California's most abundant resource, combined with precedent-setting integration of battery storage, will help a school district dramatically reduce its utility bills and build new defenses against outages. Black & Veatch announced its role alongside Sharp Electronics Corporation’s Energy Systems and Services Group in engineering six sites of solar photovoltaic (PV) and SmartStorage energy systems in the Santa Rita Union School District (SRUSD) in Salinas, California.
The systems include one megawatt of solar PV integrated with 1.1 MWh of Sharp’s SmartStorage® behind-the-meter energy storage systems. The project was developed by SolEd Benefit Corporation, engineered by Sharp and Black & Veatch, constructed by MBL Energy and financed by Generate Capital.
“On-site generation and storage is a growing trend among businesses and mission-critical facilities such as schools and electrified transportation fleet deployments,” said Paul Stith, Director of Strategy & Innovation for Black & Veatch’s Transformative Technologies business. “We’ve seen solar and battery costs drop significantly, which makes these solutions affordable, and with them agencies and owners have more predictable utility bills, which is important to organizations like school districts that work with very fixed budgets.”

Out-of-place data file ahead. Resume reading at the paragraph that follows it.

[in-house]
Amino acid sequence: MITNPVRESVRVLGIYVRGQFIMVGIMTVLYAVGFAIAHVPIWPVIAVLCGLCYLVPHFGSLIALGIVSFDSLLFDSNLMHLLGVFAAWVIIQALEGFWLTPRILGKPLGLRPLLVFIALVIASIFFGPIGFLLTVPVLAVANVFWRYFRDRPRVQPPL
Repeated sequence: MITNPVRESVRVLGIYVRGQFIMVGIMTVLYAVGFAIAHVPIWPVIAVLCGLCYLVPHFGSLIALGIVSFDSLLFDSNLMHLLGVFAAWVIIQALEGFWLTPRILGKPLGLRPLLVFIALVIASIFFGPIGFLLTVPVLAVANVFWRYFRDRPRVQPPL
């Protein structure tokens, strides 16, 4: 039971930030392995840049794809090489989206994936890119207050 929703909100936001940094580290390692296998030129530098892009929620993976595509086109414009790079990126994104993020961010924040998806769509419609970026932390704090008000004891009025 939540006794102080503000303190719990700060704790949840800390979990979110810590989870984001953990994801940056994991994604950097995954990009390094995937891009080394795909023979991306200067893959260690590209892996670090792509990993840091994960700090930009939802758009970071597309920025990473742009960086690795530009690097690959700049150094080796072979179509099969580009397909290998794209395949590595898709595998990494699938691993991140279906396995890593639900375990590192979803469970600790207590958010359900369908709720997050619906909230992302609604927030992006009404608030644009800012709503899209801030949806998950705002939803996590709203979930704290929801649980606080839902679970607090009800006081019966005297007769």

Incentive programs also enable new and emerging distributed industry resources. The California Public Utilities Commission’s Self-Generation Incentive Program (SGIP) provides dollars for customer-sited energy storage for low-income communities, commercial, and educational and government institutions. Other states with incentive programs include Nevada, New Jersey, Maryland and Hawaii.
Federal incentives also aid renewable energy and storage projects. Commercial properties may qualify for the Investment Tax Credit (ITC) for installing designated renewable energy generation equipment, along with storage. In addition, financing partners, like Generate Capital on the Santa Rita Union School District project, can provide funds to launch the efforts and unlock savings.
“Initiatives like the one in Salinas are about teams coming together to innovate and create positive change,” Stith said. “By taking advantage of all the resources available to them, the school district is setting itself up for the clean-energy future and in the process adding community resiliency.”
Black & Veatch engineers worked with the project team to integrate the solar and storage systems, and according to Kirk Stokes, Director of Development for Sharp Electronics Corporation’s Energy Systems and Services Group, the company’s utility experience, relationships and knowledge greatly impacted the project’s success.
“Black & Veatch’s work and credibility were invaluable to this precedent-setting microgrid project,” Stokes said. “Their expertise was expected, but their reliability and extra effort provided the support needed for this first-of-a-kind project.”
Black & Veatch | http://www.bv.com
Sharp Electronics Corporation | http://www.sharpsmartstorage.com